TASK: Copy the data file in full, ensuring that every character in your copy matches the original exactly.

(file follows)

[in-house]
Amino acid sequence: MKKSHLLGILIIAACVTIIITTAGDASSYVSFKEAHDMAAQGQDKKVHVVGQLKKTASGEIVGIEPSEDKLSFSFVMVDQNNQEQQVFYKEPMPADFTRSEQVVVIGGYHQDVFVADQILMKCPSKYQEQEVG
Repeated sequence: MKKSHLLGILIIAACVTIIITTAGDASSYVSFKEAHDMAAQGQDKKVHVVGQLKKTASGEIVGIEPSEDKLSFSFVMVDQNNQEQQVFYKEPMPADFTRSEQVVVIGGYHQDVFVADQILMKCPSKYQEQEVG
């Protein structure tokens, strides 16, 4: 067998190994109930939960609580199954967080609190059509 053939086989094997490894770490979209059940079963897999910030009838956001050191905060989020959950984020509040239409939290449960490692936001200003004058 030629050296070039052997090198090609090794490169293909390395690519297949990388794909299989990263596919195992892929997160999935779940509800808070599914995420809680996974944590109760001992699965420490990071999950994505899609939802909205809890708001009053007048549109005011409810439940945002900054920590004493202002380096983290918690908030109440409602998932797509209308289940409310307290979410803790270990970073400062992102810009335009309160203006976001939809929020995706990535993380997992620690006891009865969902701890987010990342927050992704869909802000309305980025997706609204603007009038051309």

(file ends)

[in-house]
Amino acid sequence: MKKSHLLGILIIAACVTIIITTAGDASSYVSFKEAHDMAAQGQDKKVHVVGQLKKTASGEIVGIEPSEDKLSFSFVMVDQNNQEQQVFYKEPMPADFTRSEQVVVIGGYHQDVFVADQILMKCPSKYQEQEVG
Repeated sequence: MKKSHLLGILIIAACVTIIITTAGDASSYVSFKEAHDMAAQGQDKKVHVVGQLKKTASGEIVGIEPSEDKLSFSFVMVDQNNQEQQVFYKEPMPADFTRSEQVVVIGGYHQDVFVADQILMKCPSKYQEQEVG
């Protein structure tokens, strides 16, 4: 067998190994109930939960609580199954967080609190059509 053939086989094997490894770490979209059940079963897999910030009838956001050191905060989020959950984020509040239409939290449960490692936001200003004058 030629050296070039052997090198090609090794490169293909390395690519297949990388794909299989990263596919195992892929997160999935779940509800808070599914995420809680996974944590109760001992699965420490990071999950994505899609939802909205809890708001009053007048549109005011409810439940945002900054920590004493202002380096983290918690908030109440409602998932797509209308289940409310307290979410803790270990970073400062992102810009335009309160203006976001939809929020995706990535993380997992620690006891009865969902701890987010990342927050992704869909802000309305980025997706609204603007009038051309």